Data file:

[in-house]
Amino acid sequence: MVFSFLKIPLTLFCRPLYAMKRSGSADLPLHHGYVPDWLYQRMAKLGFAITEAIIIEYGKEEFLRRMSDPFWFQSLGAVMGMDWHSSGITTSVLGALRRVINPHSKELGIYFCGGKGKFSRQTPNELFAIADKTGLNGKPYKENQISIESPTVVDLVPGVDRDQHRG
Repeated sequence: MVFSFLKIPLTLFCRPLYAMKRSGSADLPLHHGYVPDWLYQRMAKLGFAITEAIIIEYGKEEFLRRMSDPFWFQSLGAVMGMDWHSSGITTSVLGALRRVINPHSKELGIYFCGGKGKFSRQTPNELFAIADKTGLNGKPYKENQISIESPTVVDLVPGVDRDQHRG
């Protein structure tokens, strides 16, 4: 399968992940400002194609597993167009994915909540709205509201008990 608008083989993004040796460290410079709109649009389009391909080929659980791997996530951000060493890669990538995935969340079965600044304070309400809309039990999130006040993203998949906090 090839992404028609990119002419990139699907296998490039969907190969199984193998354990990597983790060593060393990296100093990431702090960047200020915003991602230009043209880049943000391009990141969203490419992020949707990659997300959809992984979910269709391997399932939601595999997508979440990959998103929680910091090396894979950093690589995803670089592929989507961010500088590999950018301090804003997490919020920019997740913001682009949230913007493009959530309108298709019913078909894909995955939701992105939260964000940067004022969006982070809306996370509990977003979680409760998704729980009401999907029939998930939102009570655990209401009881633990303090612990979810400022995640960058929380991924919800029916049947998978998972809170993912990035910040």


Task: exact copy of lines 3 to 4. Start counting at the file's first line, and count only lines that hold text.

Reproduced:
Repeated sequence: MVFSFLKIPLTLFCRPLYAMKRSGSADLPLHHGYVPDWLYQRMAKLGFAITEAIIIEYGKEEFLRRMSDPFWFQSLGAVMGMDWHSSGITTSVLGALRRVINPHSKELGIYFCGGKGKFSRQTPNELFAIADKTGLNGKPYKENQISIESPTVVDLVPGVDRDQHRG
């Protein structure tokens, strides 16, 4: 399968992940400002194609597993167009994915909540709205509201008990 608008083989993004040796460290410079709109649009389009391909080929659980791997996530951000060493890669990538995935969340079965600044304070309400809309039990999130006040993203998949906090 090839992404028609990119002419990139699907296998490039969907190969199984193998354990990597983790060593060393990296100093990431702090960047200020915003991602230009043209880049943000391009990141969203490419992020949707990659997300959809992984979910269709391997399932939601595999997508979440990959998103929680910091090396894979950093690589995803670089592929989507961010500088590999950018301090804003997490919020920019997740913001682009949230913007493009959530309108298709019913078909894909995955939701992105939260964000940067004022969006982070809306996370509990977003979680409760998704729980009401999907029939998930939102009570655990209401009881633990303090612990979810400022995640960058929380991924919800029916049947998978998972809170993912990035910040």